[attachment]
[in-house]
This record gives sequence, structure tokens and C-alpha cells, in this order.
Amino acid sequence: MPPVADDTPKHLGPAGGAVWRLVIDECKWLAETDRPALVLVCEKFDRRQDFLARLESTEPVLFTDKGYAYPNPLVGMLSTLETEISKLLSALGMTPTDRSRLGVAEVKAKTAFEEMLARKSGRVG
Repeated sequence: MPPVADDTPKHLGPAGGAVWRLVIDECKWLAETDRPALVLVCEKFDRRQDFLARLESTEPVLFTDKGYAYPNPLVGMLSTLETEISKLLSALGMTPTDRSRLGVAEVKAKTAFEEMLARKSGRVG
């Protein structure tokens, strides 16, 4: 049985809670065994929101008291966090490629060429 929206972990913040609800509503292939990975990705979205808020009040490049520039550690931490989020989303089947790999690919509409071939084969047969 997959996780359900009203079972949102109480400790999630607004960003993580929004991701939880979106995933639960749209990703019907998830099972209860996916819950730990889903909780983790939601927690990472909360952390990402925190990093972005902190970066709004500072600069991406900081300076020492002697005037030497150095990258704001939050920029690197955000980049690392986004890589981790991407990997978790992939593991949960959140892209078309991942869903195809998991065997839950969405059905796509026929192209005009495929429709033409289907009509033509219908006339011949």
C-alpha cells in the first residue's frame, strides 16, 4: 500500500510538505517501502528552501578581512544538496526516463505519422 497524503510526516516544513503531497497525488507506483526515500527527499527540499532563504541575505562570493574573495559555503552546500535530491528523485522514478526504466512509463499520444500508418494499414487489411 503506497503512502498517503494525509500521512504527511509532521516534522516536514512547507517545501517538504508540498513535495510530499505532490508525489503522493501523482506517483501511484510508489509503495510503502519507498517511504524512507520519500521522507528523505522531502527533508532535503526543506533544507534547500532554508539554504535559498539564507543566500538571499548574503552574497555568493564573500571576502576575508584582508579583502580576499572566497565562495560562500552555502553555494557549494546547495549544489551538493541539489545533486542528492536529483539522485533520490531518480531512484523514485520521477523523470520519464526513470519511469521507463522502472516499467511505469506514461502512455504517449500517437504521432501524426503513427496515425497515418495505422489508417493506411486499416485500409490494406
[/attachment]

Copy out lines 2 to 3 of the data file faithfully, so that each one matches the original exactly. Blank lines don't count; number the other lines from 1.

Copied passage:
This record gives sequence, structure tokens and C-alpha cells, in this order.
Amino acid sequence: MPPVADDTPKHLGPAGGAVWRLVIDECKWLAETDRPALVLVCEKFDRRQDFLARLESTEPVLFTDKGYAYPNPLVGMLSTLETEISKLLSALGMTPTDRSRLGVAEVKAKTAFEEMLARKSGRVG